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Crowning proteins: modulating the protein surface properties using crown ethers.

Lee CC, Maestre-Reyna M, Hsu KC, Wang HC, Liu CI, Jeng WY, Lin LL, Wood R, Chou CC, Yang JM, Wang AH - Angew. Chem. Int. Ed. Engl. (2014)

Bottom Line: We elucidated the crystal structures of several protein-crown ether co-crystals grown in the presence of 18-crown-6.We then employed biophysical methods and molecular dynamics simulations to compare these complexes with the corresponding apoproteins and with similar complexes with ring-shaped low-molecular-weight polyethylene glycols.Consequently, we propose that crown ethers can be used to modulate a wide variety of protein surface behaviors, such as oligomerization, domain-domain interactions, stabilization in organic solvents, and crystallization.

View Article: PubMed Central - PubMed

Affiliation: Institute of Biological Chemistry, Academia Sinica, 128 Academia Road, Section 2, Nankang, Taipei 11529 (Taiwan); Core Facilities for Protein Structural Analysis, Academia Sinica, 128 Academia Road, Section 2, Nankang, Taipei 11529 (Taiwan).

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Examples of lmwPEGs adopting a ring-shaped conformation in a variety of deposited crystal structures. Three examples of PDB entries containing ring-shaped lmwPEGs: a) Pin1R14A (2ITK), b) human myosin light chain kinase (2X4F), and c) dTMP kinase (2PLR). Different protein chains are colored in gray, green, and purple. Chains within an asymmetric unit are capitalized, while crystallographic equivalents are marked with an asterisk (*). d) Top: PEG200 in its linear conformation. PEG200 was bound by 2PLR. Bottom: 18-crown-6 ether is a circular molecule, which is strikingly similar to ring-shaped PEG200. Molecular weights and formulas are taken from Pubchem (CID 62551 for PEG200, and CID 28557 for 18-crown-6).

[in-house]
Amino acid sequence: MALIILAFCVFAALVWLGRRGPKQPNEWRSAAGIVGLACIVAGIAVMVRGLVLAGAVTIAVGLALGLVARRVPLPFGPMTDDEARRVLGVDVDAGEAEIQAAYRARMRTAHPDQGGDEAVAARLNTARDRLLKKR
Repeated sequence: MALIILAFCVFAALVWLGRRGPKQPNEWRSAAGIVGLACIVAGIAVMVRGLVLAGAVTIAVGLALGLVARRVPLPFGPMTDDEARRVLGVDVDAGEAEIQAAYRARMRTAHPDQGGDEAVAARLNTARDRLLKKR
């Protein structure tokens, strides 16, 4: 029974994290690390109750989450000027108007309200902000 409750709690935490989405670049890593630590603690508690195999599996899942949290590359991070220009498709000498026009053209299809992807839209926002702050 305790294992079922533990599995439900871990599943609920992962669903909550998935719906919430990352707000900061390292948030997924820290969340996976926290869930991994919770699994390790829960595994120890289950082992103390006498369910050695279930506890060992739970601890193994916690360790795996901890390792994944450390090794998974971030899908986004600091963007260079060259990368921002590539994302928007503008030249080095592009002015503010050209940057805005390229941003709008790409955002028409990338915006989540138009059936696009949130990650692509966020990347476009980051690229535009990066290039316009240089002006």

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fig01: Examples of lmwPEGs adopting a ring-shaped conformation in a variety of deposited crystal structures. Three examples of PDB entries containing ring-shaped lmwPEGs: a) Pin1R14A (2ITK), b) human myosin light chain kinase (2X4F), and c) dTMP kinase (2PLR). Different protein chains are colored in gray, green, and purple. Chains within an asymmetric unit are capitalized, while crystallographic equivalents are marked with an asterisk (*). d) Top: PEG200 in its linear conformation. PEG200 was bound by 2PLR. Bottom: 18-crown-6 ether is a circular molecule, which is strikingly similar to ring-shaped PEG200. Molecular weights and formulas are taken from Pubchem (CID 62551 for PEG200, and CID 28557 for 18-crown-6).

Mentions: As structural analogues for CRs, the circa 2000 lmwPEG (MW<600 g mol−1) structures deposited in the Protein Data Bank (PDB) are prime candidates for exploring the potential of cyclic compounds in crystallographic applications (Figure 1). LmwPEGs show two distinct conformational types: linear lmwPEGs presenting an extended conformation, and ring-shaped lmwPEGs with a configuration similar to the CR structure. In the latter type, they often form Van der Waals (VdW) contacts with aromatic or aliphatic residues (Figure 1), or they coordinate primary amines (lysine) or guanidinium moieties (arginine) (Figure 1 b). Further, our bio-informatic studies indicated that 68 % of all ring-shaped lmwPEGs, but only 58 % of linear PEGs, mediated protein–protein contacts in the crystal. These observations suggested that CRs with similar physico-chemical properties to lmwPEGs (Figure 1 d) may be more constrained and therefore better chelators and VdW partners to protein surfaces.